MAGIC ACTIVATED: Part 2 of 2

Posted by Antavia Hamilton-Ochs on May 4, 2016

Tags
  • General Education
  • Intervention
  • Literacy
  • Parental Involvement
  • Struggling Students
magic-activated-1

I am more than a teacher. I am an activator. I'm tasked with lighting thousands upon thousands of little ‘aha’ moments in little minds each year. Not each spark takes hold, but others explode! Sometimes, I get to see the magic take hold in the most powerful of ways. Part 2 of 2.

Carmen came to me a reading-shy freshman. She was ever so polite, with a smile that melts my heart daily.

She'd forget her glasses. She'd quietly chat with her friend. She'd wait for someone to notice she was lost.

In the past, I would give her a heads up before calling on her and be met with panicked eyes. While another student read aloud, I'd go over to her and softly let her know I'd help her. When she started to shut down, I'd smile and let her know that ladies let people know what they need and move forward. I'd remind her that she was still moving ahead.

She’s a Lady!

Carmen is in my class to gain skills like all of my students, though for her it's especially hard.

Reading is difficult for her. She's sensitive about it, but still she has to learn.

Over several weeks, she and the rest of my class relaxed into a comfortable learning environment for all. The added benefit of being in a no-scold zone for asking about anything falling under the umbrella of a successful academic experience, has helped her find her sparkle. 

In recent weeks, this lady has grown by leaps and bounds. She's taken our talks about being strong men and women to heart. I watch Carmen’s confidence grow by leaps and bounds each week. Now that she feels safe, she's excited about learning.

As a class, we've worked hard to make it comfortable for students to share what they need for academic success. We all offer assistance, not criticism, when someone is struggling. We’ve learned to let people know what we need.

Carmen embraced this tactic and is rapidly becoming her own advocate. 

The more she advocates for herself and asks for what she requires to learn, the more she flourishes. She discovered her magic!

In the past when it was her turn to read out loud, one could barely hear her voice. She would stop when she came to a big word and wait for someone to fill it in.

Now she takes a whack at pronouncing new words. She sits up front. She's has her glasses on daily and asks questions. She the first one to say she can’t see the overhead and ask for me to adjust it. She is also becoming a master of figuring out what she needs to progress and asking for it. I’ve been very impressed. I’ve made quite a fuss over her progress. The intense focused stare she displays while I am teaching lets me know that she understands that she is part of Mission: Literacy. She believes me when I tell her an education is important. She is determined to get hers.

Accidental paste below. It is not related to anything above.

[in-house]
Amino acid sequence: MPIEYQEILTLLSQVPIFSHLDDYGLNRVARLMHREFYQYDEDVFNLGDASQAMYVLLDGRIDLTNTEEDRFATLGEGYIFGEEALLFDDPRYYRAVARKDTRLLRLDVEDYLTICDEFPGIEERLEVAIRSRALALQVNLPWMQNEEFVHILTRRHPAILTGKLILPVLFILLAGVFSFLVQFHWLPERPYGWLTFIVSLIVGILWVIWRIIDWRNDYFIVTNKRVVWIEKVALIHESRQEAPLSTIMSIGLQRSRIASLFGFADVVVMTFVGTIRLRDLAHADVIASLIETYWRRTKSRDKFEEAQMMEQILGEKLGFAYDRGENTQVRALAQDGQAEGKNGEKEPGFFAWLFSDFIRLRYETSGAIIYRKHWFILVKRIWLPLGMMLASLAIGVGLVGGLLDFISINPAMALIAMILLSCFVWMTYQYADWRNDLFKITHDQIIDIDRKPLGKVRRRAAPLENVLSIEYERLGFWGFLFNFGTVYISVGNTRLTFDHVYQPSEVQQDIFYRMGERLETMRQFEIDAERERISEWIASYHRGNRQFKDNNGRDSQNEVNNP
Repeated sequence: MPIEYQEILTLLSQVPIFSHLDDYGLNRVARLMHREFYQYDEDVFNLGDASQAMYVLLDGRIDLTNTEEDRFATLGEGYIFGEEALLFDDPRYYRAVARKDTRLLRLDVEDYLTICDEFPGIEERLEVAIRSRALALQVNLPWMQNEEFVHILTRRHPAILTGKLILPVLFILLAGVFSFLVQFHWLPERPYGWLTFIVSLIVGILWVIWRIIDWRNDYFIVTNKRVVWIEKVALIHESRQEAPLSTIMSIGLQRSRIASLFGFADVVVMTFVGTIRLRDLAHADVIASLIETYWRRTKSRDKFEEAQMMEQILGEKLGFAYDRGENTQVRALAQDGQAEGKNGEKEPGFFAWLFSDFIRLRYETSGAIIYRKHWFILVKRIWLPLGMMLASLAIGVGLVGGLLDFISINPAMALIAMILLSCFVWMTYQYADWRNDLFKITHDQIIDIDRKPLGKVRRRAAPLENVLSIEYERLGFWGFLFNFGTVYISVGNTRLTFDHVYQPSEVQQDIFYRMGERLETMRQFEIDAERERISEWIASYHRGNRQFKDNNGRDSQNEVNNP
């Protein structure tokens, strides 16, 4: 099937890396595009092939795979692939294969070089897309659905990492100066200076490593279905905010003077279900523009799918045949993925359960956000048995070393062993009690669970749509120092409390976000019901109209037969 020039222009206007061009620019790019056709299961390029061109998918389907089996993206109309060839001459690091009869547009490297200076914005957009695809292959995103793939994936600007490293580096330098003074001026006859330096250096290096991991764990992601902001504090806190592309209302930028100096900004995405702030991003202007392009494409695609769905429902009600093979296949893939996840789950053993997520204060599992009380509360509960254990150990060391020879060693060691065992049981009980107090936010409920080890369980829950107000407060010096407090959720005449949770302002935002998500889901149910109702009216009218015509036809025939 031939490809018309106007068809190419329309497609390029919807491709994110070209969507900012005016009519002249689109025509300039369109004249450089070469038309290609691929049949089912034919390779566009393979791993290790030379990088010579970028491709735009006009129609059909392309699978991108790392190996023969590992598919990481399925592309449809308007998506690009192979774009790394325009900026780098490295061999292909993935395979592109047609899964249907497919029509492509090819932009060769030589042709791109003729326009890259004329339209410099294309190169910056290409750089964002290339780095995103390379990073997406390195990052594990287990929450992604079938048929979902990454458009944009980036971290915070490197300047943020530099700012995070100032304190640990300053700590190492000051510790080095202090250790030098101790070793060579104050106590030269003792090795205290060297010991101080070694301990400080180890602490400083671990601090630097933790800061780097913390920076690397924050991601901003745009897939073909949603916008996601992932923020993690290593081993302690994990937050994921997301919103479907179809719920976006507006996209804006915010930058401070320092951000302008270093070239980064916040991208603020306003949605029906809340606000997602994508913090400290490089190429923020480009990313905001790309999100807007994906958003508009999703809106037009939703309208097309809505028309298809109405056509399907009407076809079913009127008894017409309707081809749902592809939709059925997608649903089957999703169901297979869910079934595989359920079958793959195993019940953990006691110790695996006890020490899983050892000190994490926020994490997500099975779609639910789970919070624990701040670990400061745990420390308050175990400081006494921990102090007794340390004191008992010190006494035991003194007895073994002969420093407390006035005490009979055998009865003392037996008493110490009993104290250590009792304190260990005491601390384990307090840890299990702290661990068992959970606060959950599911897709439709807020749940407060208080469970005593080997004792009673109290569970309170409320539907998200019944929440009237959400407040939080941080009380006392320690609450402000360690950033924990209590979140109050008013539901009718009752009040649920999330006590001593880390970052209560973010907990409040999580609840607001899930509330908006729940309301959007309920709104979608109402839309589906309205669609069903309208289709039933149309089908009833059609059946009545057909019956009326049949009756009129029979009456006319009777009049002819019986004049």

“What a lady you are!” I say often. She blushes and beams in response. 

Presenting Lady Carmen

This week, Carmen proved just how much of a strong, determined young lady she has become. 

I asked for volunteers to read a passage from our text. I explained that the volunteer would only have to read the first paragraph, and I would have another reader for the second. The first student confidently raised his hand to read. I thanked him for volunteering. He read in a strong bold voice.

He gladly accepted pronunciation corrections and plowed ahead. When he came to the end of his paragraph, he dutifully stopped. I had been fiddling with my teacher’s edition and was caught off guard by the abrupt silence that followed. Without looking up, I distractedly asked for another reader. I didn’t even look up from the text until I heard a female voice strongly begin to read the first line of the second paragraph. 

It was Carmen.

Taken aback, I raised my head and watched her read. My eyes welled with tears. I scanned the classroom for my collaborator, Ms. Morris. We locked eyes. I winked and she nodded. She knew how important that moment was. I brought my hand to my heart and focused on Carmen as she finished her reading. 

When she looked up at me, she saw my enormous smile. She started to smile as well. Then she blushed. A well used veil of shyness washed over her face. I wouldn’t let her retreat that easily. This was a moment to remember. I would honor this achievement. 

“I’m so proud of you!”, I burst. I gave her a little shoulder hug.

In front of the entire class, I fussed over and praised her. She was the topic of another impromptu life lesson right there on the spot. As a class, we talked about the risk she took. Carmen started to relax into the discussion. The moment had turned into a teachable one for the entire class. 

carmen_grade9-300pxCarmen understands that she has the magic to create a phenomenal life for herself. She has to take control of her own education and handle her business. She is ready to engage in her own education and get the skills she needs to move ahead like the young lady she is.

Most importantly, Carmen understands her value to our classroom and the world. She found her voice. She is no longer going to wait for someone to call on her so she can get her practice in. In front of a room full of her peers, Carmen declared her education to be more important than her fear of embarrassment. She is determined to get what she needs to be successful. In that moment, she became a lady. A lady always honors her commitments to others, and herself. 

I proudly introduce to the world, Lady Carmen – member in excellent standing. 

 

Hear from the principal, teachers, and students at Antavia's high school about how a positive learning environment and LANGUAGE! Live blended literacy intervention are changing students' lives.

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